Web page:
This piece written by Sasaki principal James Miner, AICP originally appeared in the most recent issue of the New England Real Estate Journal (NEREJ), which focused on cannabis in commercial real estate.
There has been a lot of discussion recently about the impact the cannabis industry is having on real estate throughout the U.S. Most of that discussion has focused on the reinvigorated market for underutilized or vacant warehouses near urban centers, which are being turned into indoor marijuana farms as more states legalize recreational use of marijuana. Beyond the near-term real estate boom for industrial space, there is also great potential for the cannabis industry to influence another key market that is getting more and more traction in our cities: local foods. And no, it’s not just because consumption of marijuana tends to induce hunger in many people.
Many indoor marijuana farms use hydroponic growing systems to control light, heat, humidity, and nutrients to be able to produce a more consistent product. This same technology is also increasingly used to grow other leafy greens (the kind we eat in salads) and other highly perishable produce, the vast majority of which is grown in California and shipped across the country in refrigerated trucks. Seeking a more sustainable model, more and more New England farmers have taken up hydroponic farming and are now seeing increased demand for locally grown produce that can be harvested and delivered to your plate on the same day. But, like any emerging business, there are economic challenges to this business model—and that is where cannabis can help.
Because the value of a pound of cannabis is significantly higher than a pound of romaine lettuce, the operating costs of hydroponic farming are less of a barrier for marijuana farmers. The biggest cost for traditional hydroponic farmers—other than capital costs to get a facility up and running—tends to be electricity. Indoor, controlled-environment farming takes a lot of energy to maintain consistently optimal temperatures and light levels. Even as the these costs continue to decline as LED technology become both more affordable and efficient, energy costs tend to be the factor that puts most hydroponic farmers out of business. This is less of a problem if you are growing marijuana, as the market for the product makes the operation viable.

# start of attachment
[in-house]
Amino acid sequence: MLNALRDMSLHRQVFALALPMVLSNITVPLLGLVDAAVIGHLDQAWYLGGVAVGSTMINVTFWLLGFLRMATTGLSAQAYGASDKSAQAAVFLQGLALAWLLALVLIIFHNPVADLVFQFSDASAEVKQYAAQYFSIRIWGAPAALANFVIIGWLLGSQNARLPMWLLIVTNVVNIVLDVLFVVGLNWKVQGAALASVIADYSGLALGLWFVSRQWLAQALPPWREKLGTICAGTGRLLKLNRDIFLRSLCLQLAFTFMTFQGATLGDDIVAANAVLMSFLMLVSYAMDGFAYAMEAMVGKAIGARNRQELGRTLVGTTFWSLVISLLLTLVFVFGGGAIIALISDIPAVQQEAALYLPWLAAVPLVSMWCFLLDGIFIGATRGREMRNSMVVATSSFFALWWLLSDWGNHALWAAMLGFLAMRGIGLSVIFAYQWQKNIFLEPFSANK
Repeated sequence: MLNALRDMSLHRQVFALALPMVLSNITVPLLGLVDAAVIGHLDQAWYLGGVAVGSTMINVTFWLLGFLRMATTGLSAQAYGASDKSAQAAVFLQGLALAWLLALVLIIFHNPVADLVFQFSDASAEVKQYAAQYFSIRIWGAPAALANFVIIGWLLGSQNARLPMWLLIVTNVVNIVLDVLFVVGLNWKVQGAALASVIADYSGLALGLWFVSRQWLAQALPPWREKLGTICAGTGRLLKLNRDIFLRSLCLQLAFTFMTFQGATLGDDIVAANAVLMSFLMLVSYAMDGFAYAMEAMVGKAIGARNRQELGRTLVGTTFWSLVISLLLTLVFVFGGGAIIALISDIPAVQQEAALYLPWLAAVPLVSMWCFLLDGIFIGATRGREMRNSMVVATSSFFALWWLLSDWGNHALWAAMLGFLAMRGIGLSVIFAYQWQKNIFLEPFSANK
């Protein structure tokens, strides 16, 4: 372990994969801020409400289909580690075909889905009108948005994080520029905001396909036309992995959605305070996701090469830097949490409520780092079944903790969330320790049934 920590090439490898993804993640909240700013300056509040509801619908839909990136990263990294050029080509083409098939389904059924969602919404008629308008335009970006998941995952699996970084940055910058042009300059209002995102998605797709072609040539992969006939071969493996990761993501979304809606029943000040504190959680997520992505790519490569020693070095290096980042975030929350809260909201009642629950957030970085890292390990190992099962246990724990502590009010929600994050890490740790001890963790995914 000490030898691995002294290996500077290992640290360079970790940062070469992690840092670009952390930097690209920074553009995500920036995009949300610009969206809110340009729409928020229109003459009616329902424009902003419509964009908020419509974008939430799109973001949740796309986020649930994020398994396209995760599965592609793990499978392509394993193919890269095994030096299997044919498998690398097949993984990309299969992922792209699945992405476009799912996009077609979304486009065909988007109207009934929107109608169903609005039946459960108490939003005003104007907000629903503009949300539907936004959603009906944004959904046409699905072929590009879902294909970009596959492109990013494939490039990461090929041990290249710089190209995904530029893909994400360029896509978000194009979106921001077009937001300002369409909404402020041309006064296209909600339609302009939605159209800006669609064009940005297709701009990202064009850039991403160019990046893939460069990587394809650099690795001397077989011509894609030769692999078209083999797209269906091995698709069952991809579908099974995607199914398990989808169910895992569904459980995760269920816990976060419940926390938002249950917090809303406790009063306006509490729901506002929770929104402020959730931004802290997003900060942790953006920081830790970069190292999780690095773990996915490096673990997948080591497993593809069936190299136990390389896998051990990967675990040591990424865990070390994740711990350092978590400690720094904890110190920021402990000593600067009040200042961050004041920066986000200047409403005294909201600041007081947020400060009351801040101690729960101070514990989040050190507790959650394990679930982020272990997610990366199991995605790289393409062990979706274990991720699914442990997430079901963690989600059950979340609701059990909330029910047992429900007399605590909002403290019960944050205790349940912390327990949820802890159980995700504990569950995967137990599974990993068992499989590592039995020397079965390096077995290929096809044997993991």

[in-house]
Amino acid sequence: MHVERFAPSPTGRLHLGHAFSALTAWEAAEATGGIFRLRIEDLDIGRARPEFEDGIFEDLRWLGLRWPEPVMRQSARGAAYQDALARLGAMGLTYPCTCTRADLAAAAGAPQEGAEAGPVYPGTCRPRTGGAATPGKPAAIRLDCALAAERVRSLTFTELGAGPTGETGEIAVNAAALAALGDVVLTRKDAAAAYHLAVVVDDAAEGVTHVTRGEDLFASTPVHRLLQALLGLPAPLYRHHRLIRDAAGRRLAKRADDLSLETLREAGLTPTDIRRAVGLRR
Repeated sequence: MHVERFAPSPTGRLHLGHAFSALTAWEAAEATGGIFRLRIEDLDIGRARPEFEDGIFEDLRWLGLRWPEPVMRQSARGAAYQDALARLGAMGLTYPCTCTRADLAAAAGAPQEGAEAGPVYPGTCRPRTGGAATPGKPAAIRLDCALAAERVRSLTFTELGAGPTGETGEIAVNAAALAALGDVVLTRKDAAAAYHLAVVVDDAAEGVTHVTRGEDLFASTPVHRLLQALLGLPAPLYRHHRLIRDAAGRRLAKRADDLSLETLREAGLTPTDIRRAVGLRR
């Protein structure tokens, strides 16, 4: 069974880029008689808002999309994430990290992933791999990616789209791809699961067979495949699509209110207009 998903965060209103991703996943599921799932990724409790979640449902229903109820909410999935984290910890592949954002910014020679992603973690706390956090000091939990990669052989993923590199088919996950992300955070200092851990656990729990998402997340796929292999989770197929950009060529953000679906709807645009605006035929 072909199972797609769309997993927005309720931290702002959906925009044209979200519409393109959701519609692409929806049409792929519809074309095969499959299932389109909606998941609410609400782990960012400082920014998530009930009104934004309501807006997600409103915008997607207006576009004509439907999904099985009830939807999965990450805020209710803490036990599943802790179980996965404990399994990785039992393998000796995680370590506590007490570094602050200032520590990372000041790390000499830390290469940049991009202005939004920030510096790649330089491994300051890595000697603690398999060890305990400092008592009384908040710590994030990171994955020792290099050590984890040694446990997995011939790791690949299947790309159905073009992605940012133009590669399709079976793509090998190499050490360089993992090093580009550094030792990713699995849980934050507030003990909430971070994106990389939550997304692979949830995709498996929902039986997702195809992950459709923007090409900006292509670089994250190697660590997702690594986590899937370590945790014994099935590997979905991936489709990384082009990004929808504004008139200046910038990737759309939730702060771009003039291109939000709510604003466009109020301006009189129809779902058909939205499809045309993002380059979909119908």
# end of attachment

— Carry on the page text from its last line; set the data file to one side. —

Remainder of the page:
Indoor marijuana farms do have other hurdles to clear, however, which means it is still risky business. There is a lot more compliance work that needs to be done to grow cannabis, and many cannabis entrepreneurs have to pay thousands of dollars a month to maintain their bank accounts to be able to legitimize their profits. In the end, cannabis farmers have the same incentives to drive down production costs as all other hydroponic farmers do. So, as we see a growth in the number of hydroponic cannabis facilities, we should also see acceleration in the development of technology that is used to grow marijuana, which will improve efficiency and lower operating costs. That should be very good news for the local foods industry. But why should anyone else care?
There is evidence of the growing interest in locally-sourced food all around us: farmer's markets, public markets, community-supported agriculture (CSA) memberships, and farm-to-table restaurants are all on the rise. Here, in New England, there are several factors which make indoor farming a key part of the local foods movement: 1) our outdoor growing season is shorter than other places in the country, and indoor farming allows us to grow some foods all year round; 2) the transportation costs for some of the foods traditionally grown on the west coast (lettuce, leafy greens, tomatoes, and strawberries) can be eliminated if those same foods are grown indoors locally; and, 3) we have the highest concentration of urban population centers in the country, and these cities will certainly benefit from indoor farms that reduce reliance on food that has to travel great distances.
If indoor agriculture gets a boost from the cannabis industry like we think it will, there is even more good news from a development perspective. As most developers that work in cities will tell you, food is playing an increasingly important role as a driving force in the retail experience and branding of new urban districts. This is, in large part, due to the fact that the average American now spends more money dining out than they do at the grocery store. And, not only has the restaurant scene boomed in recent years, but it has also steered away from the large, national chains that used to anchor new developments, focusing instead on local culinary talent: rising chefs crafting seasonal menus based on locally-sourced ingredients. With this booming interest in local foods, new technologies in indoor, environmentally-controlled, hydroponic growing systems will afford consumers increasing access to hyper-local, hyper-fresh ingredients.
To test our theory about the influence of food on the urban experience, Sasaki issued a survey of 1,000 people who both live and work in one of six dynamic US cities—Boston, Chicago, New York, Austin, San Francisco, and Washington DC. We asked what they like most about their cities, and urbanites across the country agree on a few things: they want great food. Eighty-two percent of respondents cited their city's culinary offerings as a positive attribute, and there was agreement across all six cities that the primary motivator for exploring a new neighborhood would be to try a new restaurant! So, keep an eye on the cannabis industry—it could benefit you in ways you may never have imagined.